This is a series focused on personal journey with eczema while managing a certain aspect of life. Today, we have Gibz, to share how she manages her eczema, a side effect of the treatment for her thyroid cancer. Gibz is a lovely young lady, and works full-time and blogs to share and encourage others.
Marcie Mom: Hi Gibz, thank you so much for for taking part in my blog series ‘Someone has Eczema’ and I’m so glad to have jumped into your twitter chat and got to know you. Before that, I had no idea that eczema is a side effect from thyroid treatment. Do share with us your medical conditions, and in particular, when skin rashes first appear?
Gibz: I had thyroid cancer so I have to take thyroxine daily to stop me becoming hypothyroid. I’m also hypoparathyroid which means I can’t manage my blood calcium levels; this was a complication of the cancer treatment. Skin rashes first appeared after I had my thyroid removed and started my thyroxine and calcium pills.
Marcie Mom: How did your skin react during the treatment? Do certain drugs trigger a rash and is that a side effect you knew before it happened?
Gibz: My skin became really dry during certain points in the treatment, but I didn’t pay much attention to it. As time went on my skin got worse and I started getting rashes. Skin rashes appear when my thyroxine dose is changed, whenever you go on a new dose your body needs around 8 weeks to adjust, and in that time everything goes a bit crazy! I knew dry skin was a side effect but I didn’t realise eczema could be triggered by it.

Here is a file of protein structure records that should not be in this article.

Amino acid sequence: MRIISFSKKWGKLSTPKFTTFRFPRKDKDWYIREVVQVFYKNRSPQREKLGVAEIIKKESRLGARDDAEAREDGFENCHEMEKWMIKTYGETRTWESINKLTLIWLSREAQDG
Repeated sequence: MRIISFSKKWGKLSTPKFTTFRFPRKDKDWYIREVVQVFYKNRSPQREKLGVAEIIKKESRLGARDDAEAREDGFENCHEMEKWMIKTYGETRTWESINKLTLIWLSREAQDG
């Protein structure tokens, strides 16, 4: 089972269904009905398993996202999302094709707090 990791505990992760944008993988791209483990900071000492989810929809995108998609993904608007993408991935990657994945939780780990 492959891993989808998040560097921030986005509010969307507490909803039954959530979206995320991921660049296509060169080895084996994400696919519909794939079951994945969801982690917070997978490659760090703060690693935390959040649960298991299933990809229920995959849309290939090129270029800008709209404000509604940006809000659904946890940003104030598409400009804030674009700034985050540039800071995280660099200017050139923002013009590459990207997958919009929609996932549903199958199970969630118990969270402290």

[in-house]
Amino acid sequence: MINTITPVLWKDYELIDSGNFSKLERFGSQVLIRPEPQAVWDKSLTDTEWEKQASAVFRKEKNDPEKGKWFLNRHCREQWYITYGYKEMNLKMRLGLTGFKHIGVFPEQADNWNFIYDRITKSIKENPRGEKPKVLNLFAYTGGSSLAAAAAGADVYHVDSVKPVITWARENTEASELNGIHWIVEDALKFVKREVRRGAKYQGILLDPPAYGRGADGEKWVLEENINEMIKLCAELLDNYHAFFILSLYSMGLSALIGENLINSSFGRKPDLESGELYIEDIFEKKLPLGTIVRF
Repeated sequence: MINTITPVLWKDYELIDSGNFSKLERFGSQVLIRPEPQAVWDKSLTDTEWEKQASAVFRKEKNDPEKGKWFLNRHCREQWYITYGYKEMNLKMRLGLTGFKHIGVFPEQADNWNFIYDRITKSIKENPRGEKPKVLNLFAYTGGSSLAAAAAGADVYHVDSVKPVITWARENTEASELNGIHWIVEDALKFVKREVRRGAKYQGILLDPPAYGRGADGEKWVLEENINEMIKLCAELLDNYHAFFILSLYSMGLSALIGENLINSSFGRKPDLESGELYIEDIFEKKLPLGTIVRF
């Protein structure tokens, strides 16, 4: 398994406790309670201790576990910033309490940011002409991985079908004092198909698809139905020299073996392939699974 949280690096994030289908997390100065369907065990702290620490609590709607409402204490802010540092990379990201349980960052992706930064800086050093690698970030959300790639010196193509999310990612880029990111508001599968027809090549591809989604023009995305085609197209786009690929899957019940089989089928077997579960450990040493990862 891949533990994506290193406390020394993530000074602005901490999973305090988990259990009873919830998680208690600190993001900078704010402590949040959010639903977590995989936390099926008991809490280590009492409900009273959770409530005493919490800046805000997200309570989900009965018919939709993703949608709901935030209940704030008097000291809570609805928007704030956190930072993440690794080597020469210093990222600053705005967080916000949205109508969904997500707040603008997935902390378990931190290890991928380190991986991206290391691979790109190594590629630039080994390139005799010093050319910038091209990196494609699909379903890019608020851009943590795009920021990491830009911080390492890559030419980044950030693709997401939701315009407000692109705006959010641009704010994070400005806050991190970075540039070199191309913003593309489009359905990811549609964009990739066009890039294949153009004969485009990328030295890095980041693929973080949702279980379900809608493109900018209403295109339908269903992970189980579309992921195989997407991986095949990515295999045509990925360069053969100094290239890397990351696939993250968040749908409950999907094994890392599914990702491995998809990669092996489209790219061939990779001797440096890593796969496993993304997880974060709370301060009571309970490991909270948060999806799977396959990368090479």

Marcie Mom: You have reached out to others via your blog, and I saw that your best friend is also a cancer survivor. Is skin rash common in cancer treatment?
Gibz: I don’t think she’s had any problems; it’s not something we’ve talked about! That depends on the treatment you have, with some treatments it’s probably very common, I don’t think it’s common during thyroid cancer treatment but I could be wrong.
Marcie Mom: One final question – what advice would you give to another who suffers eczema as a result of treatment or another medical condition?
Gibz: Talk to your doctor about it, chances are you shouldn’t be getting that kind of reaction and they might be able to give you different tablets or a new dose that will suit your body better. If they can’t do that they should be able to help you control your eczema.
Marcie Mom: Thanks Gibz for taking time to share your journey with us, I really enjoy connecting with you and it added another dimension to my understanding of eczema.